Introducing Missy Elliott | Music Sidebar | Chicago Reader

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Introducing Missy Elliott

On The Cookbook, with Timbaland as just one producer among many, Miss E. steps out.


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Missy Elliott

The Cookbook


As a songwriter for artists like Aaliyah and Jodeci, Missy Elliott spent years working behind the scenes of the music industry. And when she finally recorded her own album, she didn't exactly leap into the spotlight: she's the third vocalist to appear on her 1997 debut, Supa Dupa Fly, after Busta Rhymes and Da Brat. And until her latest album, The Cookbook, credit for nearly everything she did had to be given equally to her producer and childhood friend Tim Mosley, aka Timbaland.

"Me without Tim is like Jamaicans with no curry," she rapped in 2002, and the two seemed so well matched that it was almost impossible to imagine them apart. Merging futurist beats that sounded like P-Funk as interpreted by Kraftwerk with a global vision of pop music broad enough to encompass bhangra and bluegrass, Timbaland redefined the rap landscape in the late 90s. He pioneered the age of the superstar hip-hop producer, helping to create a class of sonic architects who often seem more important than the rappers they work with. Clipse would be unbearable without the Neptunes, as many of the B-list MCs in the Wu-Tang Clan turned out to be without RZA. And there was once a time when conventional wisdom had it that Dr. Dre was propping up Eminem, a claim that sounds less absurd the more Eminem relies on his own lousy production.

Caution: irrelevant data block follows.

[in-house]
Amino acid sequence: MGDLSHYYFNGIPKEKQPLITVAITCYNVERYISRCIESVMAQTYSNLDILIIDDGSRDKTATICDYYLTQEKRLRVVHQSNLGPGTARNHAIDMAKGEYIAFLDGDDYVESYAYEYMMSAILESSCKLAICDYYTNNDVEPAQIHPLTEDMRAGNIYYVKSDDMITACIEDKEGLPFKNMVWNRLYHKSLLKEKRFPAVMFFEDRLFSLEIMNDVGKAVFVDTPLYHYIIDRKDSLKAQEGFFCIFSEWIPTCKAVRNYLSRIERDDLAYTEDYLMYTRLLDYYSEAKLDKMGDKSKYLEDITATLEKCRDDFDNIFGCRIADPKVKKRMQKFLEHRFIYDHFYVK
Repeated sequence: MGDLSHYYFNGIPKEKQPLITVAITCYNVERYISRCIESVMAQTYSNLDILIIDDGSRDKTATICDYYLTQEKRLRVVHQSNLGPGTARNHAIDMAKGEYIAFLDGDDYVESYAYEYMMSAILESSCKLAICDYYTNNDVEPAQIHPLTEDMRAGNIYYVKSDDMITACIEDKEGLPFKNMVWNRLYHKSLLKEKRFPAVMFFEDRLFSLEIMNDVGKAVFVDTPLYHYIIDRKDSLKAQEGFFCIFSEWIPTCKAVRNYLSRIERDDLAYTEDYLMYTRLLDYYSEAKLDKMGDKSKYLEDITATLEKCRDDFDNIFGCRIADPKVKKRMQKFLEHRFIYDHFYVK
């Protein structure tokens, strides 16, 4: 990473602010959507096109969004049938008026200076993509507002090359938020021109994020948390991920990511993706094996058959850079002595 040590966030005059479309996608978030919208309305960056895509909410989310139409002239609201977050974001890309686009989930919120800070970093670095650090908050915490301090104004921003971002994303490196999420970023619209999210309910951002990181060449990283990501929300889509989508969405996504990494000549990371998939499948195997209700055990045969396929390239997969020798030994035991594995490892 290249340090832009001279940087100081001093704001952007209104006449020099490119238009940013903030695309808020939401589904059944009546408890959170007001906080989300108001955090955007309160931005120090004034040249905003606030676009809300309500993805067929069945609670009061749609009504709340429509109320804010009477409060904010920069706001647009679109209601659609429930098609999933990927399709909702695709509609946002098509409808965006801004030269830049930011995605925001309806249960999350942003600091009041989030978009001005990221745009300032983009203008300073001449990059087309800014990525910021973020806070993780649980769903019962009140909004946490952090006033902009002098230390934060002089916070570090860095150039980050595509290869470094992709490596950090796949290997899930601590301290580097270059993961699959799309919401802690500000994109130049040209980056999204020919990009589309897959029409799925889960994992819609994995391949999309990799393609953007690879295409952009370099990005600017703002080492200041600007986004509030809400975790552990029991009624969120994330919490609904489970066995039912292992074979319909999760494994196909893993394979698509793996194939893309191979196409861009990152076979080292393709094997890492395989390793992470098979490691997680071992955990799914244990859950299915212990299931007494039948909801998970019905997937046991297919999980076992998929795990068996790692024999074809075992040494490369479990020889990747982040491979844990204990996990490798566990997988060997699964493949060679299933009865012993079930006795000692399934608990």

But on Elliott's 2003 album, This Is Not a Test!, her relationship with Timbaland seemed shakier as he shifted toward an extremely minimalist style on songs like "Pass That Dutch." He contributes only two tracks to The Cookbook, and they're not the defining ones on the album--they're solid but not particularly intense or surprising, featuring vocal samples woven around saxophones and thumping bass.

Elliott uses Timbaland's absence as an opportunity--she's returned to the rich blend of R & B and hip-hop that earned her an early hit with "The Rain (Supa Dupa Fly)" in 1997. This time, though, she's not doing it on Timbaland's terms: working with the Neptunes, "Crazy in Love" producer Rich Harrison, contemporary gospel songwriter Warryn Campbell, and others, she's pushed herself in new directions. She's also opened up lyrically, and is willing to be more vulnerable and autobiographical than she's ever been before.

Elliott has charisma and storytelling skills to burn. She favors simple rhymes and couplets, but can be fearlessly and hilariously inventive, comparing herself to "bacon, eggs, toast, butter," spitting weird rhymes like "With my upper hand / The fans call me Dapper Dan," sliding from dialect to dialect, and twisting language into endlessly entertaining shapes: she's successfully built a chorus out of rhyming "izzy izzy ahh" with "blizzy blizzy blah," and on The Cookbook she contorts "ears" to rhyme with "underwears" by shifting into a thick southern accent. Her best couplets perfectly embody old-school economy and rhythm: "I used to dress B-boy, now I dress girly / Wake up real early with my braids looking curly."